With gloomier job and housing prospects facing the most sheltered generation in world history, the Millennials are becoming "boomerang kids" who leave for four years of goofing off at college, and return home for their 20s, maybe longer.
One unnoticed but important side-effect of this shift is
that they won't be contributing to the transplant phenomenon as much as
earlier generations did during the same stage in life.
The General Social Survey asks questions about what region of the country you were living in at age 16, and where you're living at the time of the survey. I created a transplant variable that looks for a mismatch between the two answers, and looked at age and cohort patterns.
Cohorts are five years long, and the age group was 23 to 29, in order to make sure they were out of their college years. Only whites were studied, as races show different migration patterns, and sample sizes are not very large for non-white groups when restricted to such a narrow age range across multiple cohorts.
The eight cohorts within Boomers (1945-64) and X-ers (1965-84) were all nearly 20% likely to be a transplant during their post-college 20s. With the '85-'89 births, there's a sudden drop to 12%, cutting their chances in half. The results do not depend on whether you look at people who didn't go to college, or those who had at least one year of college.
The recession is a non-starter: many other generations faced recessions during their 20s, yet didn't hang around their home region (let alone their home). The sudden drop suggests that a clear breaking point has been reached for the broader socioeconomic structure, like the higher ed, job, and real estate markets, not simply recession or no-recession. Presumably those born in the '90s will be even less likely to bother chasing fame and fortune by leaving behind their native region.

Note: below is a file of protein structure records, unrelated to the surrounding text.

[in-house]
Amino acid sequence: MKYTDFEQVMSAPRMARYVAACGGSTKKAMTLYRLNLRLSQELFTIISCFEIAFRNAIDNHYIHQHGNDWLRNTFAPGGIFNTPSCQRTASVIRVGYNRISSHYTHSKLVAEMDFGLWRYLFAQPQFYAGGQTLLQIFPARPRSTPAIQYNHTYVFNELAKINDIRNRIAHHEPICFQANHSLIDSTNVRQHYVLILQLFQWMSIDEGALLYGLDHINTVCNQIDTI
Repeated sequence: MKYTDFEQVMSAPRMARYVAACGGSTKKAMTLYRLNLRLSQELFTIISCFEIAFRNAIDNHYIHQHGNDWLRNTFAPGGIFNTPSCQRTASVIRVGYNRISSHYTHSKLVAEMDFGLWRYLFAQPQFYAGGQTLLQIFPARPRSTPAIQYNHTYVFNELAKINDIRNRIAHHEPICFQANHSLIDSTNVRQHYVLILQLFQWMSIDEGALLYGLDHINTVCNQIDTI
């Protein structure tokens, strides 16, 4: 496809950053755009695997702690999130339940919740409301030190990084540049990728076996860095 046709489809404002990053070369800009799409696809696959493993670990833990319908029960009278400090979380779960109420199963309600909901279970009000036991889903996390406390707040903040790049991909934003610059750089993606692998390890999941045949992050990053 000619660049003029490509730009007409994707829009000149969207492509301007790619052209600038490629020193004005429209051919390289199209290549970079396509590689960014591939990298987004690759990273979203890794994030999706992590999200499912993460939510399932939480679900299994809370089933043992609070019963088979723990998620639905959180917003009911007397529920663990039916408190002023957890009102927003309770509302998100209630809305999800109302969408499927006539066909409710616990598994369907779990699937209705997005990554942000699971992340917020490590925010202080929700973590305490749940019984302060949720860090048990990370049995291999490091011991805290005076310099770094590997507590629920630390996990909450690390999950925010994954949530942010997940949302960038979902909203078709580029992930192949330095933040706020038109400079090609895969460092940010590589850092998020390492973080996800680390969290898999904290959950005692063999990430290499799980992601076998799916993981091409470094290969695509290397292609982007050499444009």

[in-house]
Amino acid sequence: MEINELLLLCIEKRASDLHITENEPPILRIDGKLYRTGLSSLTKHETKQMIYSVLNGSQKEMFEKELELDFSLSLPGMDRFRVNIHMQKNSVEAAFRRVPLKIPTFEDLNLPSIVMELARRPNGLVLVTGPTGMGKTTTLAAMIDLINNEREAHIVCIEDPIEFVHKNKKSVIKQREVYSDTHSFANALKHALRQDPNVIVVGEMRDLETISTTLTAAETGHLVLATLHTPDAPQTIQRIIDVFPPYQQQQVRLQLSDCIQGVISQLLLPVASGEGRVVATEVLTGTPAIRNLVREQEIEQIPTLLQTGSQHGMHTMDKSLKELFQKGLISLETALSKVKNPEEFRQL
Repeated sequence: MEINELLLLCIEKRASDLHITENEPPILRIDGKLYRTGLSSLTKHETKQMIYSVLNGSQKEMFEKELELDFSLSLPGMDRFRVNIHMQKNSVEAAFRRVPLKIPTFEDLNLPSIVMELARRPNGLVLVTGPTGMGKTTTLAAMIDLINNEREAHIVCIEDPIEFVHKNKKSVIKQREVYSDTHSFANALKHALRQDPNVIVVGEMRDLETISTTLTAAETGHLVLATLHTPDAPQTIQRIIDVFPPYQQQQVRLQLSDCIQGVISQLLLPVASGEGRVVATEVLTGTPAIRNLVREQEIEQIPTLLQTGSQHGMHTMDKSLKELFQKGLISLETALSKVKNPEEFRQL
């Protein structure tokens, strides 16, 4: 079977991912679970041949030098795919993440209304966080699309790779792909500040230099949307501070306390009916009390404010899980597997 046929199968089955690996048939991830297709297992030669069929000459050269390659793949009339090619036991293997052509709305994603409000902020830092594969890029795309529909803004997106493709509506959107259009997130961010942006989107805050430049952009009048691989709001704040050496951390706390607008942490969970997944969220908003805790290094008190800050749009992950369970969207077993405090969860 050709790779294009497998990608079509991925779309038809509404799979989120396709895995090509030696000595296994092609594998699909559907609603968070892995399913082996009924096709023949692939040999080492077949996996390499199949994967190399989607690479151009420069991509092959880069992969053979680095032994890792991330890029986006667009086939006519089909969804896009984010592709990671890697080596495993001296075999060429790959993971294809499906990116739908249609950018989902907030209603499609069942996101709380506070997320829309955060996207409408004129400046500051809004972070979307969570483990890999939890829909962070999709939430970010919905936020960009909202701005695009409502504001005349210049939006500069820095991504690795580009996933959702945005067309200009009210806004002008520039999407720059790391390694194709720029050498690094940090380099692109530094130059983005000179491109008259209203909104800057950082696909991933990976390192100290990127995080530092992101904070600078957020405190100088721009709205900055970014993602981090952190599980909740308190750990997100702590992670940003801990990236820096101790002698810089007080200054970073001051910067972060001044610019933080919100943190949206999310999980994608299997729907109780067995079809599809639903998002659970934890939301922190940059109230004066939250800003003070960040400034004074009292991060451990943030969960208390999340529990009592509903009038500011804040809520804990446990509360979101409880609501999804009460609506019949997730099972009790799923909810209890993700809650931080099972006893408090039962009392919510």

Massive, unregulated, me-first migration patterns not only dislocate individuals from the social networks that they're most attached to, they destabilize the broader ecosystem -- both where they came from, which is losing natives and their native ways, as well as where they're moving to, which cannot cope with such an influx of outsiders and their outside ways.
Not that Millennial strivers wouldn't love to play their part in the transplant royal rumble -- they're simply less able to make it happen, being even more unprepared for real life than those who came before them, and with so many of the spots already taken up. Perhaps they'll rationalize the situation they've been forced into, and come to prefer living in the same general region that they grew up in. And perhaps they'll pass along this attitude and received wisdom to the generation after them.
The great big transplant shoving match may therefore come to an end, not by consciousness raising but by over-saturation.
GSS variables: regtrans (created from reg16 and region), cohort, age, race, educ